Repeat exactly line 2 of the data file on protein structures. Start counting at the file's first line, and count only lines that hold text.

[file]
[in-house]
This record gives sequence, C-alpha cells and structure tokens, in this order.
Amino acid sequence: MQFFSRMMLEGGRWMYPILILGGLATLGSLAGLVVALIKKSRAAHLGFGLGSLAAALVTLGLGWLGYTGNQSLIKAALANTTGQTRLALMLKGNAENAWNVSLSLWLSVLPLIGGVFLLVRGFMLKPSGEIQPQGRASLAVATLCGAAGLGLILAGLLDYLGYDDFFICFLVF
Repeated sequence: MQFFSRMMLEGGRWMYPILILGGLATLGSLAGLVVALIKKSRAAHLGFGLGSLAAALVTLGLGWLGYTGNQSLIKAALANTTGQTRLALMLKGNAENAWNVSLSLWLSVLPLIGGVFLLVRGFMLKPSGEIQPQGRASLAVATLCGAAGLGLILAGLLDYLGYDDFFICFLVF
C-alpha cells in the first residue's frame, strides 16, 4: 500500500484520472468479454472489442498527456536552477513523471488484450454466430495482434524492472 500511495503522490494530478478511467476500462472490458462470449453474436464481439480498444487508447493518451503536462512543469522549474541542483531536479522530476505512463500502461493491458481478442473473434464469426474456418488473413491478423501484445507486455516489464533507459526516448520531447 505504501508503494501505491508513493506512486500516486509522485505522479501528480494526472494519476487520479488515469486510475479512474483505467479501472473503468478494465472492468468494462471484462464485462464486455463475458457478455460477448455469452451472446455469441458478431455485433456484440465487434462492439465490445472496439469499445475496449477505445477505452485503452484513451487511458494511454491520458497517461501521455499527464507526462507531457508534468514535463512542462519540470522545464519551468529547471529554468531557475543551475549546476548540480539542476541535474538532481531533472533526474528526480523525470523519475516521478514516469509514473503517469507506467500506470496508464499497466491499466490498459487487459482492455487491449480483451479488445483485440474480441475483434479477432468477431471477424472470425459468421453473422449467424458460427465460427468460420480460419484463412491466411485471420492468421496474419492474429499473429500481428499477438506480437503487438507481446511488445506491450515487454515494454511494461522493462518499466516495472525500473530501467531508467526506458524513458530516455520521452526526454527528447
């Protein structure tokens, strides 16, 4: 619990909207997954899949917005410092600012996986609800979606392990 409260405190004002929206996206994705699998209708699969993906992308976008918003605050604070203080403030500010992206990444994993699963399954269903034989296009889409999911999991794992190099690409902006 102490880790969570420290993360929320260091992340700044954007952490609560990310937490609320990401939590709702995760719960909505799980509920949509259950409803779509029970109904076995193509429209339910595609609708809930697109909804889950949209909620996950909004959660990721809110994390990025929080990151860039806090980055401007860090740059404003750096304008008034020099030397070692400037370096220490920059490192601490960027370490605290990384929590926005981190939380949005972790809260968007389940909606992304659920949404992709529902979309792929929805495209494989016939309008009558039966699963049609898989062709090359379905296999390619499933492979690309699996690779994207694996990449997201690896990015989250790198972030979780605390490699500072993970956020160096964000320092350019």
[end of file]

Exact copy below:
This record gives sequence, C-alpha cells and structure tokens, in this order.